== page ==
The podcast goes beyond the stories, giving us a look at Lovecraft’s life and motivations.  They discuss his early life and career as well as his final years when his fortunes and health declined.  They discuss his friendships and dip into his correspondences with other writers, such as Clark Ashton Smith and Robert E. Howard, among many others.  Lovecraft was a prolific writer of letters and a large collection of them survive, allowing us to see into the community of weird fiction authors from his era.

Lackey and Fifer also delve into the collaborative and ghost written works that Lovecraft wrote.  These I found particularly interesting, as I only recently discovered most of them.  These include the infamous story Medusa’s Coil which he collaborated on with Zealia Bishop.  Lovecraft is rightfully known for his racist and classist beliefs, particularly in his younger days, and nowhere is it more pointed than in this story.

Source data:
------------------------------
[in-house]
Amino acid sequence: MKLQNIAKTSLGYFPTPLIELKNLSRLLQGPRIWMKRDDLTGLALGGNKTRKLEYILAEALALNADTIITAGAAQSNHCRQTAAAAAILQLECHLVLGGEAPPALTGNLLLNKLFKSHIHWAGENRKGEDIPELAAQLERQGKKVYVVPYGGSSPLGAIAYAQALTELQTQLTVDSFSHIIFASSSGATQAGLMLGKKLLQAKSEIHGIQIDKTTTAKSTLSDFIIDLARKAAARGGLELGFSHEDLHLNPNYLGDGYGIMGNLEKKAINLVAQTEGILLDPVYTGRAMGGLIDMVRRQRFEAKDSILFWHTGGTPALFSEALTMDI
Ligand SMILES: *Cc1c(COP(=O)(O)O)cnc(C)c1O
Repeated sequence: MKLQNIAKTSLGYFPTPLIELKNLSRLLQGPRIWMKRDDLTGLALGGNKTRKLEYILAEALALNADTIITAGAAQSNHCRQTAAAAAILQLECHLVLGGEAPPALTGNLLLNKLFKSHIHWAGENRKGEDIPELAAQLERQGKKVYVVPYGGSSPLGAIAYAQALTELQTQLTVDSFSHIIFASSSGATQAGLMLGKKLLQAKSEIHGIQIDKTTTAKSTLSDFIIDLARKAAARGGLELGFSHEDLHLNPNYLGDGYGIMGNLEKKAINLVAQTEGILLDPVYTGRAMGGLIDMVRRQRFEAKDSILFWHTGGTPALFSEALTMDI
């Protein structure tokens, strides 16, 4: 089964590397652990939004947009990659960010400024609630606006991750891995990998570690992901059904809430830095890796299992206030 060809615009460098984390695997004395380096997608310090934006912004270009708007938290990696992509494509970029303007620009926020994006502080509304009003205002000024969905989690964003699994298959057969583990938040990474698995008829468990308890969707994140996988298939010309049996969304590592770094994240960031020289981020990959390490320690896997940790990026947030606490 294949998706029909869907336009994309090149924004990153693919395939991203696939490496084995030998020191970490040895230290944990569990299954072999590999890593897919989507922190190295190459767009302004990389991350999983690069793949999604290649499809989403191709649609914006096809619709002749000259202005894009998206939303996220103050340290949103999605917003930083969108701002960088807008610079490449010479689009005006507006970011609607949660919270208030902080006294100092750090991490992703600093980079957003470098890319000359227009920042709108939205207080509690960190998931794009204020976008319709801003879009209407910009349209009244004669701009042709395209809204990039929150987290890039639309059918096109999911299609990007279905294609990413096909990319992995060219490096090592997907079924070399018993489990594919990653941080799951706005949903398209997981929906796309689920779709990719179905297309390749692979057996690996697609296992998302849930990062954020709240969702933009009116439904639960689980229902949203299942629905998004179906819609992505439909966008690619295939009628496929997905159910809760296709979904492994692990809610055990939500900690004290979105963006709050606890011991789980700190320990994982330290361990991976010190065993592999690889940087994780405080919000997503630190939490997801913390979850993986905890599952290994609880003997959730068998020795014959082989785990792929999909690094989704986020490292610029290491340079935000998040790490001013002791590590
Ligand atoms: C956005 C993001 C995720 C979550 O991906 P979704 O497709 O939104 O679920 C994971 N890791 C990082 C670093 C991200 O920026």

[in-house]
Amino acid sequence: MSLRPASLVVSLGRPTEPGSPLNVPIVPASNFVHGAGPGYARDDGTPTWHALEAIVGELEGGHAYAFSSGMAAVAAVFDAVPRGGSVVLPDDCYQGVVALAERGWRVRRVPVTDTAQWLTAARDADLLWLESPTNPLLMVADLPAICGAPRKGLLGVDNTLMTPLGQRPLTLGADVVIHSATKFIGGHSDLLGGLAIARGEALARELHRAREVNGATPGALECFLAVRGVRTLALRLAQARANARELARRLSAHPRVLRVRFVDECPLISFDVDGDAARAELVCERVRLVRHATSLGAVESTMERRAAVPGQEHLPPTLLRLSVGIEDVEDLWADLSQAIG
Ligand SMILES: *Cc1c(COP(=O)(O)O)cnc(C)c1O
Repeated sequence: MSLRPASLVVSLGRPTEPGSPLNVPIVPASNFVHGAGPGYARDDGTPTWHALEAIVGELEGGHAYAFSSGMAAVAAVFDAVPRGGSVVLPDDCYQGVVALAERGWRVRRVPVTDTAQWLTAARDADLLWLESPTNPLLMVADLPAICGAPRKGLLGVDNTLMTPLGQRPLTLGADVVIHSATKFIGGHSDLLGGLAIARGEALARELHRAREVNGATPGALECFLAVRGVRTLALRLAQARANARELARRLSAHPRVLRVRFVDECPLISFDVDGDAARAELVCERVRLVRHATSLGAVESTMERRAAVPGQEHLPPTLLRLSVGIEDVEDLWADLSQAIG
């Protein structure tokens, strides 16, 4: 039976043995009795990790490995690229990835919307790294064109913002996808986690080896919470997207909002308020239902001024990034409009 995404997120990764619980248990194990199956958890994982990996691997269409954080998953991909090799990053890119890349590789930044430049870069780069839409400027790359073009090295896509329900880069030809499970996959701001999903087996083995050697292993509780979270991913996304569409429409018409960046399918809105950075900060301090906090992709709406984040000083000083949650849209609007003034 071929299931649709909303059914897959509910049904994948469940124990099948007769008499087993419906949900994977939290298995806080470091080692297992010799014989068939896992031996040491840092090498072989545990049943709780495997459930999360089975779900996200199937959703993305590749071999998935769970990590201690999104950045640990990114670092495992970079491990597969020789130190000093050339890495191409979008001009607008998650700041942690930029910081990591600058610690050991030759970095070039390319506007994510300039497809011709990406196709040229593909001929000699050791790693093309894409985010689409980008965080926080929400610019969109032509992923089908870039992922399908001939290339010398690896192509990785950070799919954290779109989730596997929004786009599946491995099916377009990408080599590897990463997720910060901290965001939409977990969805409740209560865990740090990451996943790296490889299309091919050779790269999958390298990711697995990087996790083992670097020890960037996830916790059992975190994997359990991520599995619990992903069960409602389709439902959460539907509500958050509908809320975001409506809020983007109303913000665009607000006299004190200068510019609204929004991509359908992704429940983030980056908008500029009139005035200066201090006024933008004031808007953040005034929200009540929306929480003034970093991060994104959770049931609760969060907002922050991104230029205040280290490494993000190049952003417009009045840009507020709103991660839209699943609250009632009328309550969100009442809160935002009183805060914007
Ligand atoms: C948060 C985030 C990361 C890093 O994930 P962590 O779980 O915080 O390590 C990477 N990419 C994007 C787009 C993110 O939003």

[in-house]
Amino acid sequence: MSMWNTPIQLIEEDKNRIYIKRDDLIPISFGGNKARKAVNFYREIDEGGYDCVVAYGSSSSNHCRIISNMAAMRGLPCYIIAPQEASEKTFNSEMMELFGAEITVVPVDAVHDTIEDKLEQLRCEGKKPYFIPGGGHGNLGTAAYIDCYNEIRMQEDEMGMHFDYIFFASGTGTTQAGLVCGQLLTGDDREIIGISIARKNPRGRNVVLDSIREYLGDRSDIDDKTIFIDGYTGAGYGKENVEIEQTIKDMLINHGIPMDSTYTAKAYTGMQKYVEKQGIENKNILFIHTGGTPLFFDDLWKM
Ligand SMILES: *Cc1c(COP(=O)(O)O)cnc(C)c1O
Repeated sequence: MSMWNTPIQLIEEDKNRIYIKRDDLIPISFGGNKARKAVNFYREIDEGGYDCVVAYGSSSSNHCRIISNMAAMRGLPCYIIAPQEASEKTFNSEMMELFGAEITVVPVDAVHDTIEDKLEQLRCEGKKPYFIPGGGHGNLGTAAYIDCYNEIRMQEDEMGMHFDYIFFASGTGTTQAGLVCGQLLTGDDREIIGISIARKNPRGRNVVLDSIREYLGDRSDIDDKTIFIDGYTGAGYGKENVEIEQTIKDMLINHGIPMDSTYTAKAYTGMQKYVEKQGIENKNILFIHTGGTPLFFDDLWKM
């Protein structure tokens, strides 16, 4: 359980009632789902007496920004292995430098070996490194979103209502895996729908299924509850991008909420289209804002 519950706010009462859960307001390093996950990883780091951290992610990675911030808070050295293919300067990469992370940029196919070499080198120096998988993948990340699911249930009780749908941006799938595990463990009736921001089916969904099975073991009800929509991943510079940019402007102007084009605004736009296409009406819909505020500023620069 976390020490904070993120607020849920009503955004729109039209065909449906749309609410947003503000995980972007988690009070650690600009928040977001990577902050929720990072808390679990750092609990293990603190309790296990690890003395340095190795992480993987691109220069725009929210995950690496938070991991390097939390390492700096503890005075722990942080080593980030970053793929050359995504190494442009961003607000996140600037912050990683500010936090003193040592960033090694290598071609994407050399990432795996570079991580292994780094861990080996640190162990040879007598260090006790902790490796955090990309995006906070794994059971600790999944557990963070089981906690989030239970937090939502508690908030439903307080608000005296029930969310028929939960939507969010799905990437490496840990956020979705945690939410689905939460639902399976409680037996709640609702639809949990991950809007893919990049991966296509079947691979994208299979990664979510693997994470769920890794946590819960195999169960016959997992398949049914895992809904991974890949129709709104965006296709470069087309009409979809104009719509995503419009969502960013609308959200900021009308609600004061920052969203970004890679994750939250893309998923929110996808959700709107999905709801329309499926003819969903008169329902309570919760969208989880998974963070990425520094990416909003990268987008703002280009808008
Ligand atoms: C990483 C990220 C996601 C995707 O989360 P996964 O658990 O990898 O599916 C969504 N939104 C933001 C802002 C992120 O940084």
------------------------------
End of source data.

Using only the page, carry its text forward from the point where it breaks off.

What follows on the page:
Which is another thing I appreciate about the podcast.  They do not shy away from the controversies of Lovecraft’s life, nor do they harp on them.  There is plenty of celebration of Lovecraft’s great works and vision, but they are also able to honestly criticize his mediocre works, though at times they fall into nitpicking in the name of humor.

That humor would be my one criticism for the show.  It is often forced and over-done and detracts from the whole.  This is particularly true for the early episodes, enough that I suggest a first time listener to start with a few later podcasts from when the show’s format has settled down and they have more experience.  Then go back and listen to the early podcasts once you’ve already become a fan.